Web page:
The final section is a plea to return to reason, science and humanism, set against the modern complications of dogmatism, digital information explosion and unprecedented complexity in everything. He surveys a lifetime of reading suggestions, convincing me that I can learn much from more study of this section. In the end the plea to ‘apply knowledge to enhance human flourishing’ is of course compelling.
In an email correspondence with Pinker last summer, I congratulated him on the book and suggested he could improve the second edition with a more integrated consideration of the Second Law. He referred me to the orphaned Chapter 10. I will send him the link to this review and see if I can’t get him more engaged. I’m no Bill Gates, but that doesn’t mean this compelling book can’t be improved.
Modernizing America’s Electricity Infrastructure
By Mason Willrich
Review by Bessie Clark, Director – Private Investment Team
Willrich proposes a comprehensive national strategy to modernize the electric grid sustainably, affordably and reliably. He is the first to detail a coherent framework, and in doing so thoughtfully considers the vast complexities of our critical infrastructure across multiple stakeholders, participants and jurisdictions.
In Part I “The Past”, Willrich guides readers through the history of the grid, from the invention of the lightbulb through the evolution of today’s regional power markets. Willrich explains the key industry-shaping events over the 140-year history of electricity, including Three Mile Island, enactment of PURPA, collapse of Enron, and the creation of IPP model.
Part II, “The Present” offers a snapshot of the U.S. electric power sector in 2015, including resource mix, ownership, and regulatory regime. This sets the stage for Willrich’s recommendations in the final section, Part III, where he lays out a vision for the future of the electricity grid. Willrich’s strategy focuses on four overarching principles – reliability, security, sustainability, financeability – and concludes with 15 detailed recommendations for putting a transformative plan into action.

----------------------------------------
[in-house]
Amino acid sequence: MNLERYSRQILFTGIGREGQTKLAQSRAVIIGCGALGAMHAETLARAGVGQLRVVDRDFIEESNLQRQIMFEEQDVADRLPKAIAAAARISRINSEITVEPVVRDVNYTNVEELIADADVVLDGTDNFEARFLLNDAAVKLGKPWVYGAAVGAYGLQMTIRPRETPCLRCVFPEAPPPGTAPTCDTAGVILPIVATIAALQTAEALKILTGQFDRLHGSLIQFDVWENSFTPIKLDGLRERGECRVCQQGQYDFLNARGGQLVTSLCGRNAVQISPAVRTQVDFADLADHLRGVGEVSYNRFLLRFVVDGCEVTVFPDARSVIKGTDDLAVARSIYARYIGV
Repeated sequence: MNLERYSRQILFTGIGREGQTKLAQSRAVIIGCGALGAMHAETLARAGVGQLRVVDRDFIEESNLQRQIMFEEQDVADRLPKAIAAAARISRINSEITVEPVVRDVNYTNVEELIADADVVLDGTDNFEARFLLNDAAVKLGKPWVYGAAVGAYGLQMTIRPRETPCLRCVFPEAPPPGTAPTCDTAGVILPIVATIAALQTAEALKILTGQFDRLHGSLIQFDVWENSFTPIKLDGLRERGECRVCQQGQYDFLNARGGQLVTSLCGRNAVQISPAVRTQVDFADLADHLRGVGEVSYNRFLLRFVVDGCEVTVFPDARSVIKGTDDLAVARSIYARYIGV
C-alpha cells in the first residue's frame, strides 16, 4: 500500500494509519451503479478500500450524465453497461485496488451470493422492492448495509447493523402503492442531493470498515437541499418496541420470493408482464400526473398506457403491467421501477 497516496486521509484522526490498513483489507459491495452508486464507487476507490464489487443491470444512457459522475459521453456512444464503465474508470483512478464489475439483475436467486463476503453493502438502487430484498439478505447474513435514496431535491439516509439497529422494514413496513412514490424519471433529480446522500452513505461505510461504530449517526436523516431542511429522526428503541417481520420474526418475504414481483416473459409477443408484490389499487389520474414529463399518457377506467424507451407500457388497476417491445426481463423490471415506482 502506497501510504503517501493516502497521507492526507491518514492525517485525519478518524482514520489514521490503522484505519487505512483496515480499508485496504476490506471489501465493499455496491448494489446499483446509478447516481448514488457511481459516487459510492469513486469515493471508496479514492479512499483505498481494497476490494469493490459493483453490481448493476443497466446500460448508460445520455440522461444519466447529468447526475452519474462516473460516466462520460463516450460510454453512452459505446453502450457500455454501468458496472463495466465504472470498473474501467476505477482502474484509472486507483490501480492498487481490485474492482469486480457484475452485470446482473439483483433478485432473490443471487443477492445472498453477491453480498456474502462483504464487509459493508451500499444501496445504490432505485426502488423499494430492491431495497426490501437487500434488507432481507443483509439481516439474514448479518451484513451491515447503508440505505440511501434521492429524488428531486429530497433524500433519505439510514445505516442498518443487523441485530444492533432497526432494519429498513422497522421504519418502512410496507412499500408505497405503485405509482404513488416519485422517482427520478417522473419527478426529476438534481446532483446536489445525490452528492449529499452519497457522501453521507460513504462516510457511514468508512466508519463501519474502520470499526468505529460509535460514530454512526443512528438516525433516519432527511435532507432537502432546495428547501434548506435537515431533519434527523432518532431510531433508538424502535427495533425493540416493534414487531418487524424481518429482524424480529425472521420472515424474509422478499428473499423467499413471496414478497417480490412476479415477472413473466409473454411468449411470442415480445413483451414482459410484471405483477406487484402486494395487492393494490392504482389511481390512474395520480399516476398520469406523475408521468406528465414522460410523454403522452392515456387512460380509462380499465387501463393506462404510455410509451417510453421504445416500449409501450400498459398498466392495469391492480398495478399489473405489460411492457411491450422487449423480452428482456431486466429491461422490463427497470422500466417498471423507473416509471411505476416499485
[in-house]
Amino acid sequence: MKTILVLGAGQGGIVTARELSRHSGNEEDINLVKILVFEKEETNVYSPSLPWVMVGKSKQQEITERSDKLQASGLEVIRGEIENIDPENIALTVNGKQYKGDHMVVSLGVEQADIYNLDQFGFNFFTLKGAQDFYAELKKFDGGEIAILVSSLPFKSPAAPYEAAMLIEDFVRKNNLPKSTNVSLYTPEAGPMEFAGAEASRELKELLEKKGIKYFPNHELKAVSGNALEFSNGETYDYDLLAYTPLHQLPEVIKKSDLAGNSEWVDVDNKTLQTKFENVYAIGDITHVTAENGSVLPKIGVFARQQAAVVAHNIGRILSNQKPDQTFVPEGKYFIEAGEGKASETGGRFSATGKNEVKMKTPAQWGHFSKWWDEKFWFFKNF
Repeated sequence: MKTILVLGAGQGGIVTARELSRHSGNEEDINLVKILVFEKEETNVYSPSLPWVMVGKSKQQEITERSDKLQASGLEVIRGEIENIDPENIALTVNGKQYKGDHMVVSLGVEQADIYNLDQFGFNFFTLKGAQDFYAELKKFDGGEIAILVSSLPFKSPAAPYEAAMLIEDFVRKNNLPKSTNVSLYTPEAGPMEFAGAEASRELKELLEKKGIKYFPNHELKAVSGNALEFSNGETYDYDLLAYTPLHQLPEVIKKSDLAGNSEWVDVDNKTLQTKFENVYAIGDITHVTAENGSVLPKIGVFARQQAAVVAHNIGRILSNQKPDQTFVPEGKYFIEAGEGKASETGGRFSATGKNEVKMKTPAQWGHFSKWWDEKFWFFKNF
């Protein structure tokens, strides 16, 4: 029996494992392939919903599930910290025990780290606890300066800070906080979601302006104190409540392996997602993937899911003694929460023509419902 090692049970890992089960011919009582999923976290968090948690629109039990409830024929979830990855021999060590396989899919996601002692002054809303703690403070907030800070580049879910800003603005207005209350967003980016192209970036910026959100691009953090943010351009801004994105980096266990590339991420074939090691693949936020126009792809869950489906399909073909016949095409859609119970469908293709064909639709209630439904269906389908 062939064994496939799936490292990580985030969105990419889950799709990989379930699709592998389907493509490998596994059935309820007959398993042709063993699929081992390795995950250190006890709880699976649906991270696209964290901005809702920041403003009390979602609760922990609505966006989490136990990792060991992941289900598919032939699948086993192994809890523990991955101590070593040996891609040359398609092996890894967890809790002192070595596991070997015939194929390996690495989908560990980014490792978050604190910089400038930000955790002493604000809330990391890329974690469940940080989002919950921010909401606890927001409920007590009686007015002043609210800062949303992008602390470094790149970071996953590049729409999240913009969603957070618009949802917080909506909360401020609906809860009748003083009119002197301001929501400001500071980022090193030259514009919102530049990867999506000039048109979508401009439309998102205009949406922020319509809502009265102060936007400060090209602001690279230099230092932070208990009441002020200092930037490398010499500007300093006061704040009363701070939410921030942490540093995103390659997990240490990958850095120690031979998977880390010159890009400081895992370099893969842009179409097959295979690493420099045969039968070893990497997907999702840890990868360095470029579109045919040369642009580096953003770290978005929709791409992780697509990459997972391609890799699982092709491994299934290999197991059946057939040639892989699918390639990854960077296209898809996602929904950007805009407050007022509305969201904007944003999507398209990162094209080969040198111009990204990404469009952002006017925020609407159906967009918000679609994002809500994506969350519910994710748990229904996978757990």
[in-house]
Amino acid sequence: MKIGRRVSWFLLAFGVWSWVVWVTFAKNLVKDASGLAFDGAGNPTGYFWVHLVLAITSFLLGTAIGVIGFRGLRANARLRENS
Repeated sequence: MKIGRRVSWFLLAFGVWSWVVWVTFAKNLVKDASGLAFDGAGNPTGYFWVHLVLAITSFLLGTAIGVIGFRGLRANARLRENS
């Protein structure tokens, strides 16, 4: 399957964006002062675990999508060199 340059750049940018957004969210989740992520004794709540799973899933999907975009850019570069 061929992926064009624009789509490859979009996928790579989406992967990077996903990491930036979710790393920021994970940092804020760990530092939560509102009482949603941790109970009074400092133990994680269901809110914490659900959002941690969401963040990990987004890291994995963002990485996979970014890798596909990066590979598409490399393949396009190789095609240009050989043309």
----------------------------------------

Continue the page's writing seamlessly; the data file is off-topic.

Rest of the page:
Of particular interest is his suggestion that intensive financial oversight will be required for modernization of the grid, to avoid excessive leverage and address high technology and market risks. Here I think he misses the mark and believe the analysis would benefit from further discussion of the critical role that private sector financing will continue to play in achieving grid modernization.
For anyone in the energy industry, this is a must-read that offers valuable context for the evolution of the grid, acts as a guide to its regulatory complexities and, most importantly, provides a foundation for understanding the immense opportunity that lies ahead.
Energy and Civilization: A History
By Vaclav Smil
Review by Tyler Broyles, Manager – Accounting
Over the course of 440 pages, Vaclav Smil takes readers from humanity’s first application of energy – using campfires for cooking – through the many advances on the path to our modern electrified world.
Rather than limiting his discussion to high-level sea changes, Smil explores a host of incremental advances that humans have used to harness energy, including detailed sections covering improvements in plows and harnesses as well as the transition from undershot-style to overshot-style waterwheels.
As you might expect, this makes for a dense read. Thankfully, Smil provides a variety of graphics to bring the story to life – including charts and drawings of the various industrial mills and machines. As the story unfolds, Smil provides a keen analysis of the industrial era and the 20th century, highlighting both the increase in the availability of energy and our ability to use it efficiently. While several of the examples such as lighting and transportation are quite obvious, Smil also dives into the less familiar but equally impactful ways we’ve put energy to work over the years – such as Haber-Bosch ammonia synthesis, which is employed in fertilizing a large portion of the planet’s crops. By not limiting the discussion to Western Europe and North America in this section, Smil deserves extra credit for his broad geographic and cultural focus.
While the majority of Energy and Civilization is a well-researched matter of fact historical readout, Smil chose to editorialize more in the final chapter when highlighting the carbon crisis and his appropriate fears for the future. However, Smil does not devote many pages to what he believes the answer is to this growing problem. While it’s reasonable to assume this is may be outside the scope of an already voluminous work, one can’t help but be curious of the author’s views on possible solutions given his vast knowledge on the subject at hand.
In closing, Smil emphasizes that change comes gradually and that various eras of energy production generally overlap, pointing out that draft horse usage in American agriculture did not peak until 1917, well after coal began to rise. We know that to meet the goals of the Paris Climate Accord, we will need to transition to new, cleaner energy sources faster than we have been able to historically.
Despite the lack of emphasis on the future, Energy and Civilization is a thorough and intelligent text – a reliable resource for students of energy and history alike.